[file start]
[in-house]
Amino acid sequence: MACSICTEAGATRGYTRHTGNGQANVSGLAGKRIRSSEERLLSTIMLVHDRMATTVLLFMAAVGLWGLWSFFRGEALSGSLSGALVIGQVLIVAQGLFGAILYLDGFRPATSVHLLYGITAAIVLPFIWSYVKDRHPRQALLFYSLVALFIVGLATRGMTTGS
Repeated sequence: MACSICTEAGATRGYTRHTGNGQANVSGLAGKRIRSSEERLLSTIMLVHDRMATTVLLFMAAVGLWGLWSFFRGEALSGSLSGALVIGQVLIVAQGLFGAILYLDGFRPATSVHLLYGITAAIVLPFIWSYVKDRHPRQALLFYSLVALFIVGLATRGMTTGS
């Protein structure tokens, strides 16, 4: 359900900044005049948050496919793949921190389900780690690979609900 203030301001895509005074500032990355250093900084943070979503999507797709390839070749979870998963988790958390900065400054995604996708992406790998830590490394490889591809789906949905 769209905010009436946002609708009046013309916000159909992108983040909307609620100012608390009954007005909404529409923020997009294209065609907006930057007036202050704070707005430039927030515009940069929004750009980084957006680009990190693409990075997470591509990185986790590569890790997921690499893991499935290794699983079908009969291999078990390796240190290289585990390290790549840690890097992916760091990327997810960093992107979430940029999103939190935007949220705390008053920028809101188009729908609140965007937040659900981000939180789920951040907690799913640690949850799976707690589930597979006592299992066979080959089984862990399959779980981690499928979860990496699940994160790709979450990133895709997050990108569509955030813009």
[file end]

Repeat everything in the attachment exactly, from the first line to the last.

[in-house]
Amino acid sequence: MACSICTEAGATRGYTRHTGNGQANVSGLAGKRIRSSEERLLSTIMLVHDRMATTVLLFMAAVGLWGLWSFFRGEALSGSLSGALVIGQVLIVAQGLFGAILYLDGFRPATSVHLLYGITAAIVLPFIWSYVKDRHPRQALLFYSLVALFIVGLATRGMTTGS
Repeated sequence: MACSICTEAGATRGYTRHTGNGQANVSGLAGKRIRSSEERLLSTIMLVHDRMATTVLLFMAAVGLWGLWSFFRGEALSGSLSGALVIGQVLIVAQGLFGAILYLDGFRPATSVHLLYGITAAIVLPFIWSYVKDRHPRQALLFYSLVALFIVGLATRGMTTGS
């Protein structure tokens, strides 16, 4: 359900900044005049948050496919793949921190389900780690690979609900 203030301001895509005074500032990355250093900084943070979503999507797709390839070749979870998963988790958390900065400054995604996708992406790998830590490394490889591809789906949905 769209905010009436946002609708009046013309916000159909992108983040909307609620100012608390009954007005909404529409923020997009294209065609907006930057007036202050704070707005430039927030515009940069929004750009980084957006680009990190693409990075997470591509990185986790590569890790997921690499893991499935290794699983079908009969291999078990390796240190290289585990390290790549840690890097992916760091990327997810960093992107979430940029999103939190935007949220705390008053920028809101188009729908609140965007937040659900981000939180789920951040907690799913640690949850799976707690589930597979006592299992066979080959089984862990399959779980981690499928979860990496699940994160790709979450990133895709997050990108569509955030813009």